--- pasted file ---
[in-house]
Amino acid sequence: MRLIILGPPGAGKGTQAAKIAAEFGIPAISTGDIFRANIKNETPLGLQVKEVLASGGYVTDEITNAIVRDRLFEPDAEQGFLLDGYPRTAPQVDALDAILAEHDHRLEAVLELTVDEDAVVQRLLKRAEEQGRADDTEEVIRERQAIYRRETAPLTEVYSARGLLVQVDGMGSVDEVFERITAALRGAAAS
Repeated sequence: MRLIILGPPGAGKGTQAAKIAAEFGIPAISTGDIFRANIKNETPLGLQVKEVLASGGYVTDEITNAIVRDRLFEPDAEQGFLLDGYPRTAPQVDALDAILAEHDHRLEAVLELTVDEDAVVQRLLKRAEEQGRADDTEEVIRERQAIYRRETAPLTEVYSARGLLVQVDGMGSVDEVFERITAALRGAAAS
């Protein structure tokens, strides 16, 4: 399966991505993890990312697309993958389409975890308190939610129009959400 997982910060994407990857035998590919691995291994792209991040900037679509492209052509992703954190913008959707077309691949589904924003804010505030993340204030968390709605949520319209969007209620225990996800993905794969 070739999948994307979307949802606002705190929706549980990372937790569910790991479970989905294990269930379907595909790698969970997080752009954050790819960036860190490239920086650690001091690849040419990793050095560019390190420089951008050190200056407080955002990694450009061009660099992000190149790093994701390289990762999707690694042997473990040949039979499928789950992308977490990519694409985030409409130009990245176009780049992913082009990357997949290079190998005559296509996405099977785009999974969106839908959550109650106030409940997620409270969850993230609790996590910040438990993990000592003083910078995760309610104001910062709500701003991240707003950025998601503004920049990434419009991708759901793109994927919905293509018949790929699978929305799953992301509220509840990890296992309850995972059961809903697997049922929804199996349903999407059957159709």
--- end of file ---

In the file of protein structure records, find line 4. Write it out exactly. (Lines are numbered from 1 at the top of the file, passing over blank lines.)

């Protein structure tokens, strides 16, 4: 399966991505993890990312697309993958389409975890308190939610129009959400 997982910060994407990857035998590919691995291994792209991040900037679509492209052509992703954190913008959707077309691949589904924003804010505030993340204030968390709605949520319209969007209620225990996800993905794969 070739999948994307979307949802606002705190929706549980990372937790569910790991479970989905294990269930379907595909790698969970997080752009954050790819960036860190490239920086650690001091690849040419990793050095560019390190420089951008050190200056407080955002990694450009061009660099992000190149790093994701390289990762999707690694042997473990040949039979499928789950992308977490990519694409985030409409130009990245176009780049992913082009990357997949290079190998005559296509996405099977785009999974969106839908959550109650106030409940997620409270969850993230609790996590910040438990993990000592003083910078995760309610104001910062709500701003991240707003950025998601503004920049990434419009991708759901793109994927919905293509018949790929699978929305799953992301509220509840990890296992309850995972059961809903697997049922929804199996349903999407059957159709």